Schoolboy Q // Habits & Contradictions // January 14 // Top Dawg
Out of the several trends that hit their creative peak in the recent years, weed rap is one that stands out the most. Not only the rhymes are about smoking but the music itself feels like something the listener would experienced only when stoned. Hip hop is a slowly moving juggernaut and the psychedelic sounds that have been brought into hip hop by people like Curren$y or A$AP Rocky along with the hip hop producer of 2011 - Clams Casino, sounds totally unlike anything else on major label roster. Not all of weed comes from being rich and having too much money. A lot of it comes from the need to numb yourself due to severe poverty and depression. Danny Brown has offered his part of the story on the shockingly real Scrap Or Die of his last year’s opus XXX. On Habits & Contradictions these two worlds come together.
Schoolboy Q is a member of Black Hippy crew, a bunch of rappers who are being led by one of last year’s biggest hip hop discoveries - Kendrick Lamar. While Lamar has established himself as the new street poet, Schoolboy Q takes up the more surreal and yet, mainstream appealing role. Some of his verses bite off Kid Cudi or Kanye & Jay-Z, many of his stories deal with bitches and fucking. The difference being that it never feels like Schoolboy Q is boasting about those things. Even when he offers them as reality, it feels like it’s real only in his mind. While the man is nowhere near as zany as Danny Brown, on the most far out moments on Habits & Contradictions, he comes the closest to that lovable weirdo persona that very few can pull off.
While his rhymes and his flow might be off sometimes and it definitely has nothing on Lamar’s Section.80, the production is where Habits & Contradictions show it’s true colours. The LP is very dark and very cold, it takes it samples from such unlikely sources as Genesis or Portishead, and they manage to match the surreal nature of Schoolboy Q’s rhymes. A lot of the beats reference dirty south, the samples however are all over the place. From the night electronica of Sex Drive or abrasive vocal loop repetition in Sexting to a jazz sample laid on military beat in Gangsta In Designer (No Concept). Schoolboy Q jumps to many different influences throughout this LP and he pulls it off most of the time. The only problems arise when he loses himself among his influences. On some tracks he tries too hard to sound like A$AP Rocky, Nightmare On Figg St. references Niggas In Paris without taking the nod any further while Raymond 1969 comes across as a forced jab at Odd Future sound.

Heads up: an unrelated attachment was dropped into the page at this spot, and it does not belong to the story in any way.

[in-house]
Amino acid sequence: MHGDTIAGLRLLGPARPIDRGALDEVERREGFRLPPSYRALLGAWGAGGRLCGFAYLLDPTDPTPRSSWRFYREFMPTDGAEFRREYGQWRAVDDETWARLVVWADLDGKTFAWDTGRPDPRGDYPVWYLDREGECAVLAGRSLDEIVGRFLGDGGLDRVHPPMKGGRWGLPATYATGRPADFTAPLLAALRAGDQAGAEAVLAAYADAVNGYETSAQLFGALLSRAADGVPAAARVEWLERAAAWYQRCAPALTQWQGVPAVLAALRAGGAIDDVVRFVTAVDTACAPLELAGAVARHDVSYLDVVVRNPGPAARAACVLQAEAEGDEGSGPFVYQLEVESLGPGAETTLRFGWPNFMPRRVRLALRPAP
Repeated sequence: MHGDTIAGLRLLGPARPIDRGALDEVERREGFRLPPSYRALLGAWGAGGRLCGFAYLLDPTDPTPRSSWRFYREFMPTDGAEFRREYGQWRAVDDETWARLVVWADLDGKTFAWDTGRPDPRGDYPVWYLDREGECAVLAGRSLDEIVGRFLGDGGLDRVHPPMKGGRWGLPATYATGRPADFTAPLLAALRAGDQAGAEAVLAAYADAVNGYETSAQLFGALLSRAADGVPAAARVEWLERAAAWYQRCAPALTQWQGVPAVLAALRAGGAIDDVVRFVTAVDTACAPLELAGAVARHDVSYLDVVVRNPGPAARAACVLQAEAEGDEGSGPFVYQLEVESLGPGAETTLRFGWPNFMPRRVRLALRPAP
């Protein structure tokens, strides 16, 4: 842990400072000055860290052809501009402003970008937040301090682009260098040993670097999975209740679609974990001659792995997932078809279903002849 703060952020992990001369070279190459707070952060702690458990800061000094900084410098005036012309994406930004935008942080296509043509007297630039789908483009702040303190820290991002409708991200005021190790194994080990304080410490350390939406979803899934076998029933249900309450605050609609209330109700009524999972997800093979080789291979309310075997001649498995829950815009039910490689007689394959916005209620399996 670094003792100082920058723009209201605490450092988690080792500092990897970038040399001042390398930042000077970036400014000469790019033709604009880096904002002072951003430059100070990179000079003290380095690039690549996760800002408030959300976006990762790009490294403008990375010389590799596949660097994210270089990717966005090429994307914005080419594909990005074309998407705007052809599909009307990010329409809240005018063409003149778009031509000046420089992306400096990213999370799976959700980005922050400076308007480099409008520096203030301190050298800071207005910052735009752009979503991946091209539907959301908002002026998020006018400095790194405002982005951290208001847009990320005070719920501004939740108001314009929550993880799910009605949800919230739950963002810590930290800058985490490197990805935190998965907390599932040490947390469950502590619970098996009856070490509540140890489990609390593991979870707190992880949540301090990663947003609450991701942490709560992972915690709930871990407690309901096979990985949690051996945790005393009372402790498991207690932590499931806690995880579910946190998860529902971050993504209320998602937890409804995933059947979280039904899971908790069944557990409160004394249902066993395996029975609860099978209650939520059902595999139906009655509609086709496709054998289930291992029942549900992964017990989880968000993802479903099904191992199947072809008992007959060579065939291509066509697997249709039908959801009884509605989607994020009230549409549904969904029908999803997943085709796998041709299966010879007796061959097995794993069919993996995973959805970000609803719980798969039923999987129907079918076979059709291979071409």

Habits & Contradictions is Schoolboy Q’s sophomore release and it is far superior than its predecesor Setbacks. Even if Q is yet to develop a strong rap persona that would make his LPs strong back to front, his current schizophrenic approach is more than merely enjoyable. Even when it isn’t, Habits & Contradictions offers some impressive production that any of his crew will be hard pressed to outdo on their future releases. Schoolboy Q combines everything that is good about Lamar, Rocky and Brown, last year’s three biggest hip hop names. Yet, its best moments are when Q is not trying to be like anyone else, for someone who just released his second tape, that is more than just impressive.